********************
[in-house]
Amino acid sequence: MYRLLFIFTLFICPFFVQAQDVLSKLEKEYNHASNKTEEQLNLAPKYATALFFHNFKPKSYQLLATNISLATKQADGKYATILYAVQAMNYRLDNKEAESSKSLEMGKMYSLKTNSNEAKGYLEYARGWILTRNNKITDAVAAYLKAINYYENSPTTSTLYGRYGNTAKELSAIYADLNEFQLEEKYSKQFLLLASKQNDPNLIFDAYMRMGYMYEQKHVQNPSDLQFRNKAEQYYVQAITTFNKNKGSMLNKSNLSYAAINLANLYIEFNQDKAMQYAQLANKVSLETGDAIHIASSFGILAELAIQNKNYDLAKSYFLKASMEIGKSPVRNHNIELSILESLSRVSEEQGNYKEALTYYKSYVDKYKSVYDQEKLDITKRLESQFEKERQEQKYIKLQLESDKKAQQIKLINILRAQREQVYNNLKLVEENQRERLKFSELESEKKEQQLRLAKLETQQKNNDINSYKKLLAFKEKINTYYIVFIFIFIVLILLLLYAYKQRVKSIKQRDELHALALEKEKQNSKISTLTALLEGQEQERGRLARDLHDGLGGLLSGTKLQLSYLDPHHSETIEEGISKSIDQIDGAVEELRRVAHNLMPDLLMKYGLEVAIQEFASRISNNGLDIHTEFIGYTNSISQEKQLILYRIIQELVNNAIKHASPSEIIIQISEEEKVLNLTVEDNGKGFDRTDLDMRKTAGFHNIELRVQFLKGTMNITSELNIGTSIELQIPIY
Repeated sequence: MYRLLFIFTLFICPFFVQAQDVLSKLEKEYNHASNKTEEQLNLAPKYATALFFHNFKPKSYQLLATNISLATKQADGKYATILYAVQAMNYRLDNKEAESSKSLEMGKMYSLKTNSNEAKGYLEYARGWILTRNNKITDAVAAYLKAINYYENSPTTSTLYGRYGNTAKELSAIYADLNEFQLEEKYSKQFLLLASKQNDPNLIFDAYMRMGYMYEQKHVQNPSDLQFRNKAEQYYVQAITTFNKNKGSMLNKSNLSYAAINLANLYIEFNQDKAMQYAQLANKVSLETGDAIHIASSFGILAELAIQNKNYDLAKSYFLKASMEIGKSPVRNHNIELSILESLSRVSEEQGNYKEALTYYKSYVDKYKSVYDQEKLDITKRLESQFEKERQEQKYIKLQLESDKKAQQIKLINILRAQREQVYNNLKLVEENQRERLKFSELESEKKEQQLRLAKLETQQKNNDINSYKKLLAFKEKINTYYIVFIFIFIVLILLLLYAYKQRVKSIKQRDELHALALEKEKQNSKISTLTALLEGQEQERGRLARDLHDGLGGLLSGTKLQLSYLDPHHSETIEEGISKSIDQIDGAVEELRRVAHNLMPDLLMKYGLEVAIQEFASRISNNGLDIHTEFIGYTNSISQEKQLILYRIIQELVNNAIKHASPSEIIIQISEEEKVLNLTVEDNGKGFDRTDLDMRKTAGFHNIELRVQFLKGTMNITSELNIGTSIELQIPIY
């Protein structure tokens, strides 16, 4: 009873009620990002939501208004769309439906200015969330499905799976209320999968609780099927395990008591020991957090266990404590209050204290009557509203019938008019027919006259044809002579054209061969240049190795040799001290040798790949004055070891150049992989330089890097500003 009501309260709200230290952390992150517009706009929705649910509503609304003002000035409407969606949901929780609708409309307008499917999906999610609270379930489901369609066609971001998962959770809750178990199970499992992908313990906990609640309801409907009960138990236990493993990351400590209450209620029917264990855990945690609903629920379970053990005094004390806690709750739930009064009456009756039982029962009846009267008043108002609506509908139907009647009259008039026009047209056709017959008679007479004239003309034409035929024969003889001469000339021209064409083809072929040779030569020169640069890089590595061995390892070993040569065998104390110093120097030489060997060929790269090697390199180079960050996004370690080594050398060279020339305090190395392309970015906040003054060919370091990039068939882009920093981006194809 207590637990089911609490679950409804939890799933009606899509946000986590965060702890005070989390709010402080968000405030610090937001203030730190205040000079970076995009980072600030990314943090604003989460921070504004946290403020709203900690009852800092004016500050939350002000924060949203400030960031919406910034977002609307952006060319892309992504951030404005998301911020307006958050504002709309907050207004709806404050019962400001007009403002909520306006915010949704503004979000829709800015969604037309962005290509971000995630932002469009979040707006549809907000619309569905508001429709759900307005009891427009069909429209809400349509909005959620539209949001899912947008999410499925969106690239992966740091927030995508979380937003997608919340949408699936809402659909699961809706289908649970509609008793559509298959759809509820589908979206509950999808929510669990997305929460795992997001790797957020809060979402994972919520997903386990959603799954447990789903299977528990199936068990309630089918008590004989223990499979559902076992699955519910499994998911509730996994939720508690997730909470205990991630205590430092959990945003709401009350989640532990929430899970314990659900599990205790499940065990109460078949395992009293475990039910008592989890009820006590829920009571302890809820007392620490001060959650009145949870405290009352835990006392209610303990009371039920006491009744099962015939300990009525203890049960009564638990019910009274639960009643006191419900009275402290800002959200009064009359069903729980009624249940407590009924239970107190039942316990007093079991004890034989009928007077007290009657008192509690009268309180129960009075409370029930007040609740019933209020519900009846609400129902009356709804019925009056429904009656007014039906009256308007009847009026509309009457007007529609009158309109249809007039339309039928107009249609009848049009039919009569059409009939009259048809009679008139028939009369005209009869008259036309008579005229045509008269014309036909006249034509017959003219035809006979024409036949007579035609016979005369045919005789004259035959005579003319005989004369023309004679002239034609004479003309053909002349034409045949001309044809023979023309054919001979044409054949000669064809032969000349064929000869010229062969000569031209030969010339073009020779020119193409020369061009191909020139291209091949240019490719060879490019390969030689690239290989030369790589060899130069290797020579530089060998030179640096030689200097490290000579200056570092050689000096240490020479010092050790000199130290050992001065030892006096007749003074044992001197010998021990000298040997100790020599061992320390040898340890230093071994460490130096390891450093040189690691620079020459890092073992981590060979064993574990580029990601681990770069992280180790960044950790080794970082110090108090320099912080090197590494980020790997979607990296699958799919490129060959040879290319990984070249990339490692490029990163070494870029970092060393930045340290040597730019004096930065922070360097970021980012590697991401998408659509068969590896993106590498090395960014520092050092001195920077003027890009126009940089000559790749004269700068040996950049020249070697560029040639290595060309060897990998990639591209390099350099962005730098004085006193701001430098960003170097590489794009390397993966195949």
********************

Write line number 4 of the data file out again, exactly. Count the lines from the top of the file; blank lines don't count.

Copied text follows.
């Protein structure tokens, strides 16, 4: 009873009620990002939501208004769309439906200015969330499905799976209320999968609780099927395990008591020991957090266990404590209050204290009557509203019938008019027919006259044809002579054209061969240049190795040799001290040798790949004055070891150049992989330089890097500003 009501309260709200230290952390992150517009706009929705649910509503609304003002000035409407969606949901929780609708409309307008499917999906999610609270379930489901369609066609971001998962959770809750178990199970499992992908313990906990609640309801409907009960138990236990493993990351400590209450209620029917264990855990945690609903629920379970053990005094004390806690709750739930009064009456009756039982029962009846009267008043108002609506509908139907009647009259008039026009047209056709017959008679007479004239003309034409035929024969003889001469000339021209064409083809072929040779030569020169640069890089590595061995390892070993040569065998104390110093120097030489060997060929790269090697390199180079960050996004370690080594050398060279020339305090190395392309970015906040003054060919370091990039068939882009920093981006194809 207590637990089911609490679950409804939890799933009606899509946000986590965060702890005070989390709010402080968000405030610090937001203030730190205040000079970076995009980072600030990314943090604003989460921070504004946290403020709203900690009852800092004016500050939350002000924060949203400030960031919406910034977002609307952006060319892309992504951030404005998301911020307006958050504002709309907050207004709806404050019962400001007009403002909520306006915010949704503004979000829709800015969604037309962005290509971000995630932002469009979040707006549809907000619309569905508001429709759900307005009891427009069909429209809400349509909005959620539209949001899912947008999410499925969106690239992966740091927030995508979380937003997608919340949408699936809402659909699961809706289908649970509609008793559509298959759809509820589908979206509950999808929510669990997305929460795992997001790797957020809060979402994972919520997903386990959603799954447990789903299977528990199936068990309630089918008590004989223990499979559902076992699955519910499994998911509730996994939720508690997730909470205990991630205590430092959990945003709401009350989640532990929430899970314990659900599990205790499940065990109460078949395992009293475990039910008592989890009820006590829920009571302890809820007392620490001060959650009145949870405290009352835990006392209610303990009371039920006491009744099962015939300990009525203890049960009564638990019910009274639960009643006191419900009275402290800002959200009064009359069903729980009624249940407590009924239970107190039942316990007093079991004890034989009928007077007290009657008192509690009268309180129960009075409370029930007040609740019933209020519900009846609400129902009356709804019925009056429904009656007014039906009256308007009847009026509309009457007007529609009158309109249809007039339309039928107009249609009848049009039919009569059409009939009259048809009679008139028939009369005209009869008259036309008579005229045509008269014309036909006249034509017959003219035809006979024409036949007579035609016979005369045919005789004259035959005579003319005989004369023309004679002239034609004479003309053909002349034409045949001309044809023979023309054919001979044409054949000669064809032969000349064929000869010229062969000569031209030969010339073009020779020119193409020369061009191909020139291209091949240019490719060879490019390969030689690239290989030369790589060899130069290797020579530089060998030179640096030689200097490290000579200056570092050689000096240490020479010092050790000199130290050992001065030892006096007749003074044992001197010998021990000298040997100790020599061992320390040898340890230093071994460490130096390891450093040189690691620079020459890092073992981590060979064993574990580029990601681990770069992280180790960044950790080794970082110090108090320099912080090197590494980020790997979607990296699958799919490129060959040879290319990984070249990339490692490029990163070494870029970092060393930045340290040597730019004096930065922070360097970021980012590697991401998408659509068969590896993106590498090395960014520092050092001195920077003027890009126009940089000559790749004269700068040996950049020249070697560029040639290595060309060897990998990639591209390099350099962005730098004085006193701001430098960003170097590489794009390397993966195949």